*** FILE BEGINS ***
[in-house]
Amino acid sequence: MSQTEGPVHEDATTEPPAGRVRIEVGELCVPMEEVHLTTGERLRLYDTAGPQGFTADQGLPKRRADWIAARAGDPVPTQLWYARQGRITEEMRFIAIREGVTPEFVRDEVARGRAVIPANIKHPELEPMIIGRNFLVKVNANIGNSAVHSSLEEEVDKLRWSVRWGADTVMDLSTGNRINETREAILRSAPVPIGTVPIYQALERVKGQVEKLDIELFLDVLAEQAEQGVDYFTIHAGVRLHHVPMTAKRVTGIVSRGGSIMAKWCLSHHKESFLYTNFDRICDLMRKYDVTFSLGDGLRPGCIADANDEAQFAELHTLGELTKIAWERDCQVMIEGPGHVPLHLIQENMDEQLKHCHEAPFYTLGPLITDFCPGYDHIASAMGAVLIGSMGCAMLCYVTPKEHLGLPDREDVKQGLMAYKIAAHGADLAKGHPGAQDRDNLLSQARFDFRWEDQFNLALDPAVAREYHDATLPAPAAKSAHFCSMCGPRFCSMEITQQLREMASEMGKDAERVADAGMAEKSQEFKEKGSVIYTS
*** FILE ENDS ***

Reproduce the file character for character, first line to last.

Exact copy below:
[in-house]
Amino acid sequence: MSQTEGPVHEDATTEPPAGRVRIEVGELCVPMEEVHLTTGERLRLYDTAGPQGFTADQGLPKRRADWIAARAGDPVPTQLWYARQGRITEEMRFIAIREGVTPEFVRDEVARGRAVIPANIKHPELEPMIIGRNFLVKVNANIGNSAVHSSLEEEVDKLRWSVRWGADTVMDLSTGNRINETREAILRSAPVPIGTVPIYQALERVKGQVEKLDIELFLDVLAEQAEQGVDYFTIHAGVRLHHVPMTAKRVTGIVSRGGSIMAKWCLSHHKESFLYTNFDRICDLMRKYDVTFSLGDGLRPGCIADANDEAQFAELHTLGELTKIAWERDCQVMIEGPGHVPLHLIQENMDEQLKHCHEAPFYTLGPLITDFCPGYDHIASAMGAVLIGSMGCAMLCYVTPKEHLGLPDREDVKQGLMAYKIAAHGADLAKGHPGAQDRDNLLSQARFDFRWEDQFNLALDPAVAREYHDATLPAPAAKSAHFCSMCGPRFCSMEITQQLREMASEMGKDAERVADAGMAEKSQEFKEKGSVIYTS